Boreal climate feedbacks from changes in carbon stocks after land-use change
The large boreal carbon (C) stocks in Alaska are vulnerable to losses from land-use change, such as clearcut logging of a pristine forest and deforestation for agricultural development. However, the consequences for C stocks are poorly known for the boreal region due to the paucity of field studies that address long-term changes in these stocks after anthropogenic disturbances. Above all, information is lacking on the fate of the large C stocks in permafrost soils that underlay 80% of the land in Alaska. Here we investigated impacts of logging in uplands and agricultural deforestation in lowlands on C and nitrogen (N) stocks in Interior Alaska, using chronosequences of up to 100 years (the entire EuroAmerican land-use history of the region), and synthesized results from other studies in the boreal region.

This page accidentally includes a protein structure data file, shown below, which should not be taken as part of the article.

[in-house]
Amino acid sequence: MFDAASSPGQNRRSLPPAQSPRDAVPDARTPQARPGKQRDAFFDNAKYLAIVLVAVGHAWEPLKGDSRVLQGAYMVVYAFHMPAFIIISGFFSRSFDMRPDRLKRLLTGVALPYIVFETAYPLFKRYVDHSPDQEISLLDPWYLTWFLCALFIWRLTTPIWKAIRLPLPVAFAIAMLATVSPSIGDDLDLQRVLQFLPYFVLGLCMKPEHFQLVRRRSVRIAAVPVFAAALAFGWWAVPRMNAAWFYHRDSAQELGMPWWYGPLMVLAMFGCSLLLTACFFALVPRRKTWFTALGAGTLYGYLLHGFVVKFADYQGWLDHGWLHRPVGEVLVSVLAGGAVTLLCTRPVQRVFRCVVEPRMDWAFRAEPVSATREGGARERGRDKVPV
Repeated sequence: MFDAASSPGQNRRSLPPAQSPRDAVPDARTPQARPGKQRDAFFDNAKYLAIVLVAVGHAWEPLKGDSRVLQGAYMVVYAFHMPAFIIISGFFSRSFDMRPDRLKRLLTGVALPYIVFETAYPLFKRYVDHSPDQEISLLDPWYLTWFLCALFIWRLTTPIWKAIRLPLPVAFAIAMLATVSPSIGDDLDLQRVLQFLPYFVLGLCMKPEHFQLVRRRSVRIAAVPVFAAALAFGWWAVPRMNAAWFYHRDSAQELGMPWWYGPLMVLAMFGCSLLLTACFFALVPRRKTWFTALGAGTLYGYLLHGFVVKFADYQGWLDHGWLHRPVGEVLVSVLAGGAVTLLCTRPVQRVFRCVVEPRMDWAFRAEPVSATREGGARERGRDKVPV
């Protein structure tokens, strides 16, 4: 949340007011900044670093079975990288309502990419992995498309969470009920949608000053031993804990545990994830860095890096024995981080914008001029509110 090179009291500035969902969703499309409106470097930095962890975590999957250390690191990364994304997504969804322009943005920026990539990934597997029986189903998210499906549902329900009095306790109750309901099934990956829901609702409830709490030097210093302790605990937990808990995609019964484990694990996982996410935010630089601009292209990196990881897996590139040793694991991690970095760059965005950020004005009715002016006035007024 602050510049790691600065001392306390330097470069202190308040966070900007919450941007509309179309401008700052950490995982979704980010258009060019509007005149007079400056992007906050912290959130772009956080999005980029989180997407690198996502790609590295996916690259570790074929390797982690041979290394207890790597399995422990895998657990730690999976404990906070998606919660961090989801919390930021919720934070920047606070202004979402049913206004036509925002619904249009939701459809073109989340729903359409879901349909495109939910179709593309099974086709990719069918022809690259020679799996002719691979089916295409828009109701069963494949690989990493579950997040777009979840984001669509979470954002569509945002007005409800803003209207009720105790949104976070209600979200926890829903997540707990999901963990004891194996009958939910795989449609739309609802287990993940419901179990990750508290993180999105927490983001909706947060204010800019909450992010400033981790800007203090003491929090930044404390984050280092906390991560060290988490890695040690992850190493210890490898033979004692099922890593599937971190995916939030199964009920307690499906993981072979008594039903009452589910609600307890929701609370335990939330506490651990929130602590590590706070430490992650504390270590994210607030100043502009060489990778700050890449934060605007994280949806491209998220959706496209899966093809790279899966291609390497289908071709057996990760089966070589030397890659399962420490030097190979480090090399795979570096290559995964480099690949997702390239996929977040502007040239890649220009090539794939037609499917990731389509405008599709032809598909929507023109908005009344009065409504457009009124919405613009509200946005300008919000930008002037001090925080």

Two years after logging, ecosystem C stocks in upland forests were reduced by 11 kg m-2 (46% of the original ecosystem C stock; permafrost-free soils), mainly as a consequence of stem removal. Soil C and N stocks increased over the first few years after logging, but returned to pre-harvest levels during the following decades. Across the boreal region, mean initial C loss was four times greater, but long-term C cycling was similar in logged as compared to burned forests. Agricultural development in Alaskan lowlands permanently reduced ecosystem C stocks, reaching losses of 11 kg m-2 (34% of the ecosystem C stock) on non-permafrost soils after several decades and 31 kg m-2 (69%) on permafrost soils over 6 years. These C losses are much more rapid than the 5-6 kg m-2 over 500 years that models project to be lost by warming or warming-plus-wildfire in lowland boreal forests. As a consequence of the large C losses, both logging and deforestation may strongly impact climate forcing, potentially magnifying warming-induced C loss. These impacts can be reduced in lowlands by conserving permafrost-dominated sites for C storage and focusing agriculture on permafrost-free sites.